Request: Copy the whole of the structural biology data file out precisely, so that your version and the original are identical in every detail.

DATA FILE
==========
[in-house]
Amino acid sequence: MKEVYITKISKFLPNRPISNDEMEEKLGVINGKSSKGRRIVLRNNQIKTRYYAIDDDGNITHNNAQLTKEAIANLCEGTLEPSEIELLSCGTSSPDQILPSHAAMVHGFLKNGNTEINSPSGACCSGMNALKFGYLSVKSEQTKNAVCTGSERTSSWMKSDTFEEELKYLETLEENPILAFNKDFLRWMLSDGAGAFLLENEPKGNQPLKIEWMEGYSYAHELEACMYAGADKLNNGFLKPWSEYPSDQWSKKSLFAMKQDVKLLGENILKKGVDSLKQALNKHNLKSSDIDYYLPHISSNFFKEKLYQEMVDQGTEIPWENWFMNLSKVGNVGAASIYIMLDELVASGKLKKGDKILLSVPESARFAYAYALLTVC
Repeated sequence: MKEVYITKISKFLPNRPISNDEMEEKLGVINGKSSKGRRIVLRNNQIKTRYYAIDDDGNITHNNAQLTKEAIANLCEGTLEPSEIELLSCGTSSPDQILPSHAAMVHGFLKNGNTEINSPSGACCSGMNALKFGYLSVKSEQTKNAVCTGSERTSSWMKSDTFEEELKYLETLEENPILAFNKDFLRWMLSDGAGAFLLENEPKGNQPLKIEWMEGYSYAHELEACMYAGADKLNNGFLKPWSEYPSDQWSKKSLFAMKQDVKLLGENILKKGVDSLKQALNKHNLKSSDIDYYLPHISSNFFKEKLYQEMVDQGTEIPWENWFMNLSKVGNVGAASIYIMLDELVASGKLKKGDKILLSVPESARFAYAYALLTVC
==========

[in-house]
Amino acid sequence: MKEVYITKISKFLPNRPISNDEMEEKLGVINGKSSKGRRIVLRNNQIKTRYYAIDDDGNITHNNAQLTKEAIANLCEGTLEPSEIELLSCGTSSPDQILPSHAAMVHGFLKNGNTEINSPSGACCSGMNALKFGYLSVKSEQTKNAVCTGSERTSSWMKSDTFEEELKYLETLEENPILAFNKDFLRWMLSDGAGAFLLENEPKGNQPLKIEWMEGYSYAHELEACMYAGADKLNNGFLKPWSEYPSDQWSKKSLFAMKQDVKLLGENILKKGVDSLKQALNKHNLKSSDIDYYLPHISSNFFKEKLYQEMVDQGTEIPWENWFMNLSKVGNVGAASIYIMLDELVASGKLKKGDKILLSVPESARFAYAYALLTVC
Repeated sequence: MKEVYITKISKFLPNRPISNDEMEEKLGVINGKSSKGRRIVLRNNQIKTRYYAIDDDGNITHNNAQLTKEAIANLCEGTLEPSEIELLSCGTSSPDQILPSHAAMVHGFLKNGNTEINSPSGACCSGMNALKFGYLSVKSEQTKNAVCTGSERTSSWMKSDTFEEELKYLETLEENPILAFNKDFLRWMLSDGAGAFLLENEPKGNQPLKIEWMEGYSYAHELEACMYAGADKLNNGFLKPWSEYPSDQWSKKSLFAMKQDVKLLGENILKKGVDSLKQALNKHNLKSSDIDYYLPHISSNFFKEKLYQEMVDQGTEIPWENWFMNLSKVGNVGAASIYIMLDELVASGKLKKGDKILLSVPESARFAYAYALLTVC